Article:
Can You Eat Potato Skin?

Potatoes are inexpensive, delicious, and highly nutritious. They are rich in dietary fibers which help to increase satiety and reduce appetite, thereby, helping with weight loss and weight management. As much as potatoes are being eaten, only a few recipes call for the use of potato skins.

The skins are usually regarded as waste and discarded after peeling them off. The general concern over how safe it is to eat potato skin emanated from the misconceptions about the glycoalkaloids – solanine, and chaconine present in potatoes. Let’s talk about questions about the safety of potato skin, and I will also share some of the benefits you stand to gain from eating potato skin.

Can You Eat Potato Skin?

Yes, you can. It is best to eat potatoes with the skins because the vitamins, minerals and, fibers present in potatoes are mostly concentrated in the skins. However, before cooking potatoes, ensure that they are thoroughly washed under running water till the skins are free from dirt.

Is Potato Skin Healthy?

Absolutely! According to the Academy of nutrition and dietetics, potato skin has more nutrients than the rest of the potato when compared ounce for ounce. 

Can You Eat Potato Skin Raw?

Yes, you can but I wouldn’t advise that you do. Potato skin itself is not harmful, but because of the level of impurities on them from the soil to the handling and transportation, it is advised that you peel your potatoes when you want to eat them raw. But then, who’d want to eat raw potato skin? Its bitter taste sure won’t go well with your taste buds, coupled with its tough mealy texture…. Potatoes are best enjoyed in their cooked (boiled, baked, fried) form.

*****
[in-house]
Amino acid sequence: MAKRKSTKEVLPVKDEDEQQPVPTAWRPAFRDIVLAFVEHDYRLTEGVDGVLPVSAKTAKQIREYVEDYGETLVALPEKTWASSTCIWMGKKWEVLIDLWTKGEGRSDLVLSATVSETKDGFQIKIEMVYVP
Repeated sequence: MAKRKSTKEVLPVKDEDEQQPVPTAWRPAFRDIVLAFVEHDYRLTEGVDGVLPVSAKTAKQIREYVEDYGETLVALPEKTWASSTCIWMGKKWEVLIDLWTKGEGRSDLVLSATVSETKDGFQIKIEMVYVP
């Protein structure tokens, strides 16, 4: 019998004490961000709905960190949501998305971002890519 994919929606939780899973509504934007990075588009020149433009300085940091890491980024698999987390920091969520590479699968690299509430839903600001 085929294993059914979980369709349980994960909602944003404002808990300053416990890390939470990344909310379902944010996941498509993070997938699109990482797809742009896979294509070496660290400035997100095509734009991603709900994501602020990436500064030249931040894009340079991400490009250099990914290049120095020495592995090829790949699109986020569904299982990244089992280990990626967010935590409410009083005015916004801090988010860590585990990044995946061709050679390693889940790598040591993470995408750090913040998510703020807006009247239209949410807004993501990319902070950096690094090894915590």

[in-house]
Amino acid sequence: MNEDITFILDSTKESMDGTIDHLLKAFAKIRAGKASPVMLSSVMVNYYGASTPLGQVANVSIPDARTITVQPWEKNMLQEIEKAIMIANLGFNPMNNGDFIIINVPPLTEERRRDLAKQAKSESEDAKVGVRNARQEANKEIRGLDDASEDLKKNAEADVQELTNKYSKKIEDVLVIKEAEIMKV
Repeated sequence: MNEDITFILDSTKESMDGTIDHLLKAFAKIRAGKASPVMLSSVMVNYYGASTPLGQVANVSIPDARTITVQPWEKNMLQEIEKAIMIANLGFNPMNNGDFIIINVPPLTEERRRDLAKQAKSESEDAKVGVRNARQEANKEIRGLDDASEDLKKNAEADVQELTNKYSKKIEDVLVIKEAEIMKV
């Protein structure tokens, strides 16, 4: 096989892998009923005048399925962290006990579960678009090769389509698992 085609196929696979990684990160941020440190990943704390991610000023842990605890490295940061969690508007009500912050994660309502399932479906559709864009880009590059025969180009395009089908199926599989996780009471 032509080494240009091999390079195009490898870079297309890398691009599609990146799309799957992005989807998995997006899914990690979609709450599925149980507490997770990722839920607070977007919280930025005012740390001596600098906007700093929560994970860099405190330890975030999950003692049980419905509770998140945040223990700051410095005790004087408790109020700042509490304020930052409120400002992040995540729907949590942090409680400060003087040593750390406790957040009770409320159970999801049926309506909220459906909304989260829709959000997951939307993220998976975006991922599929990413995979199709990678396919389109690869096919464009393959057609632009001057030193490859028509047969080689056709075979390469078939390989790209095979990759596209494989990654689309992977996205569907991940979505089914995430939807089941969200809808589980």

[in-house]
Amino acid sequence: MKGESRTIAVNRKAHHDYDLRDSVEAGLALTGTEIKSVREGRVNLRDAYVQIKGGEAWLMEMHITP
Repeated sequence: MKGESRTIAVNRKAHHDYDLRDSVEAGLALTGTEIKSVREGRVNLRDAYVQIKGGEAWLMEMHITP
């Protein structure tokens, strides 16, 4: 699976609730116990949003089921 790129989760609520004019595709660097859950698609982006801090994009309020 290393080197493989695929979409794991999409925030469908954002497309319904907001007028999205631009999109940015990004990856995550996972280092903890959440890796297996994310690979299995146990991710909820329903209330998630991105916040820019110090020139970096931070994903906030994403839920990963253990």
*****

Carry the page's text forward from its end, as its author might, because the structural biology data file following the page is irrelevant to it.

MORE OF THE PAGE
However, raw potato skins can be used on the skin to get rid of acne and dark spots because of their high salicylic acid content.

Can You Eat Boiled Potato Skin?

Yes, you can. Boiling potatoes or subjecting them to cooking temperatures helps to kill pathogenic microorganisms which may be present on the skins, so you have nothing to worry about if you decide to eat them with the skins on. Boiling (or cooking, generally) also improves the taste and texture of the potatoes.

Can You Eat Sweet Potato Skin?

Yes, you can. Sweet potato skin is quite healthy, just like the skins of other potato varieties. It is particularly rich in vitamin A which is present in it naturally in form of beta-carotene (a precursor of vitamin A).

Can You Eat White Potato Skin?

Yes, you can eat white potato skin, just like you can eat the skins of other potato varieties.

Nutritional Benefits of Potato Skin

When you peel off potato skin, it amounts to losing nutrients like vitamins, minerals, fibers, and phytochemicals, which are present in potatoes. Potato skin has numerous benefits to your health. Some of these benefits are outlined below.

Improves bone health

Potato skin is rich in calcium, iron, magnesium, copper, phosphorous, potassium, and zinc. These minerals help in bone formation, bone repair and, maintenance of the bone structure and density, thereby, reducing the risk of osteoporosis.

Boosts the immune system